I really want to like this release but find that all they’re offering is one new track- Moody Liz. I’ve listened to the samples and it seems that the remastering job hasnt revealed anything new. If they were going to make a reconstruction of “It Comes to You in a Plain Brown Wrapper”, why not try and find the unphased tapes of “Strictly Personal” and release them on top of the live cuts and Korn Ring/Moody Liz?- Hell, they could have sampled Don’s voice and edited it onto the unphased instrumental take of “On Tomorrow”.

    I guess this release is good if you want the bonus tracks for “Safe as Milk” on vinyl, plus some other material you may already have via the 2-lp “Mirror Man”, that being said, if I did see it in a store, I’d buy it, it’s one of those things that’s nice but nothing anyone would crave IMHO.

  11. Anonymous says:

    This is utterly stupid.

    The idea is good, but the track selection is very poor- why have multiple versions of the same track and omit songs which may only have one version? And the title. The very gall that they have, to call it “It Comes To You In A Plain Brown Wrapper” even though the album is probably not as Don intended does not sit well with me.

    I am ok with them leaving out Strictly Personal and Mirror Man stuff, but there are still other songs which could have been included on this instead of the extra Safe As Milk, Trust Us and Moody Liz. If the album is touting its previously unearthed version of the latter track, it should just include that version so we don’t all get confused.

    What’s next? The original Brown Star? Maybe with a recitation of the unrecorded title track thrown in mysteriously. I hope i’m not giving them ideas. These people seem to mean well but they are ultimately hopping on the Ozit express here.

  12. Anonymous says:

    further clarification from Downtown Music Gallery's newsletter: CAPTAIN BEEFHEART & THE MAGIC BAND – It Comes To You In A Plain Brown
    Wrapper: The Complete Buddha CD Bonus Cuts [2 LP set] (Sundazed; USA)
    OK, this is complicated – see if you can follow it:
    Sundazed got the description for this product WRONG! They say
    "Recorded in part as the follow-up to 'Safe As Milk', Beefheart's
    debut from earlier that year, the world-shattering material on 'It
    Comes to You in a Plain Brown Wrapper' was re-recorded, truncated,
    and issued — without the Captain's approval — as Strictly Personal
    in 1968."
    Not true. After the Captain's first album for Buddha, Safe As Milk,
    he did further sessions for newer material paid for by Buddha.
    However, he then left Buddha, went to Blue Thumb/Liberty, and did
    re-recordings of some of these songs, some with added reverb and
    other effects which Beefheart approved at the time, but post-release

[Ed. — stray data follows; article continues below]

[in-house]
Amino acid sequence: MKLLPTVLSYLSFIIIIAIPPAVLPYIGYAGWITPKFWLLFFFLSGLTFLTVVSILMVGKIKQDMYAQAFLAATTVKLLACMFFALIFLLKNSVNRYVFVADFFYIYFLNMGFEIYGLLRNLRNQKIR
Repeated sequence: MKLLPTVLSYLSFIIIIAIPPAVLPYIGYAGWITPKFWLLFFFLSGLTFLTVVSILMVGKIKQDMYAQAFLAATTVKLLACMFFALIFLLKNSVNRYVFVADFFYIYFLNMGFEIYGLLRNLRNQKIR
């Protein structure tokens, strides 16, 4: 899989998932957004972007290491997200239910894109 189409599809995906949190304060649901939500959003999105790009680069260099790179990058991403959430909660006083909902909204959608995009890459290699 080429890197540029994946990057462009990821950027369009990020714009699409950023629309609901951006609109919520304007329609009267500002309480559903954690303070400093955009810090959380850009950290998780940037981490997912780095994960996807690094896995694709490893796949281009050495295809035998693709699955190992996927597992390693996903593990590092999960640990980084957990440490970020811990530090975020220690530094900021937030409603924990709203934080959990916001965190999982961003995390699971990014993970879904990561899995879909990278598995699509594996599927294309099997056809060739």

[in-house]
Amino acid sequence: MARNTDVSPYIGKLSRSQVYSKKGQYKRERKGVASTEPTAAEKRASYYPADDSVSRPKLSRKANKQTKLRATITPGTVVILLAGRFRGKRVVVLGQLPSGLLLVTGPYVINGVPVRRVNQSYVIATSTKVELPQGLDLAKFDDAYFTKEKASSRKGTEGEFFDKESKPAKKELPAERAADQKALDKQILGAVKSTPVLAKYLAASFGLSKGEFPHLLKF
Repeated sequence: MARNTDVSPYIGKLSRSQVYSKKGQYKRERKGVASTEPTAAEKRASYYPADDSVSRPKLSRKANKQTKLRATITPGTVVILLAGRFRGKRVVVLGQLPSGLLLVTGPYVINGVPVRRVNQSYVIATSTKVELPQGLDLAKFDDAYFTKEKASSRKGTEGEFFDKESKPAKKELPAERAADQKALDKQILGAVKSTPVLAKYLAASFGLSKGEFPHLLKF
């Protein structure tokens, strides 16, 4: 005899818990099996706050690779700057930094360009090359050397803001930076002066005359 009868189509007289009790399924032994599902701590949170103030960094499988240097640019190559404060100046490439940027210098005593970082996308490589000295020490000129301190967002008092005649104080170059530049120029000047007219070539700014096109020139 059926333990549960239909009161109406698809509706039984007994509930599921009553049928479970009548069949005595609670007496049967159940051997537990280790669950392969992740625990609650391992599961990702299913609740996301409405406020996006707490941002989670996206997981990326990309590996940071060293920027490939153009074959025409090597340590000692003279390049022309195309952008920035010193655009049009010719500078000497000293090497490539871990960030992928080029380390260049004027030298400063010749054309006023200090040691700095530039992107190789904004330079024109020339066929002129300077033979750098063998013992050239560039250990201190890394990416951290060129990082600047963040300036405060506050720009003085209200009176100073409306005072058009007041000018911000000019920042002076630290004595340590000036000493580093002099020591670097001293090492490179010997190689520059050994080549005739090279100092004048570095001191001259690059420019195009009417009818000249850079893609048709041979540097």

was unhappy with. It is these newer recordings for Blue Thumb that
    were originally to be titled 'It Comes To You In A Plain Brown
    Wrapper' [not the Mirror Man album!] – eventually the release title
    became 'Strictly Personal'. Buddha reacted by putting out an album
    called Mirror Man (four long, cosmic psych/blues jammin' tracks from
    a great one-night-live-in-the-studio '67 L.A. session) – this second
    Buddha release was the unsanctioned album! [This info has been
    verified by Beefheart-ologist Henry Kaiser]
    What we actually have here on this double-LP are as follows: the 5
    bonus cuts not found on the Mirror Man LP but found on the MM
    Sessions CD: "Trust Us (take 6)", "Safe As Milk (take 12)", "Beatle
    Bones And Smokin' Stones", "Moody Liz (take 8)", and "Gimme Dat Harp
    Boy". And we have also have the bonus cuts from the 'Safe As Milk'
    CD: "Safe As Milk (take 5)", "On Tomorrow", "Big Black Baby Shoes",
    "Flower Pot", "Dirty Blue Gene", "Trust Us (take 9)", "Korn Ring
    Finger"; and finally the previously unreleased [to my knowledge]
    "Moody Liz (take 16)". Some of these are previous takes of songs that
    wound up on the 'Strictly Personal [aka Brown Wrapper]' album.
    Anyway, you can now understand why DMG has added the subtitle
    "Complete Buddha CD Bonus Cuts" for this double-LP to our listing.
    Don't get me wrong though – this stuff is GREAT! – anal-retentive
    MannyLunch

  13. Anonymous says:

    Thanks, MannyLunch – an interesting account. But where does the half studio / half live idea fit into this (if at all)? Or is that another myth?

  14. JWB says:

    I just received this LP and did a nice digital transfer, and here’s the dilly-yo:

    The sound quality isn’t as good as the old Sequel CD, and the vinyl is a bit noisy. All the hype about better tapes being used for the first time is an absolute farce. It’s really the first time they were used for *an LP*, which is irrelevant.

    Not only that, there is a glitch/skip during the intro of “Beatle Bones” that is not vinyl-based, “Gimme Dat Harp Boy” fades out instead of ending cold like the CD versions, and “Korn Ring Finger” has been heavily noise reduced to make it appear like a better source. You can hear phasing and sucking artifacts. The “Grow Fins” box remains the best source for that song, even with all the hiss.

    The artwork, liners, and alternate Moody Liz are nice, but sadly the only reason to own this LP. Too bad they didn’t pay as good attention to the sound quality as they did with the artwork. I’m starting to lose faith in Sundazed. We need more companies out there doing right by Beefheart. How about a decent CD version of “Strictly Personal”, with or without the effects?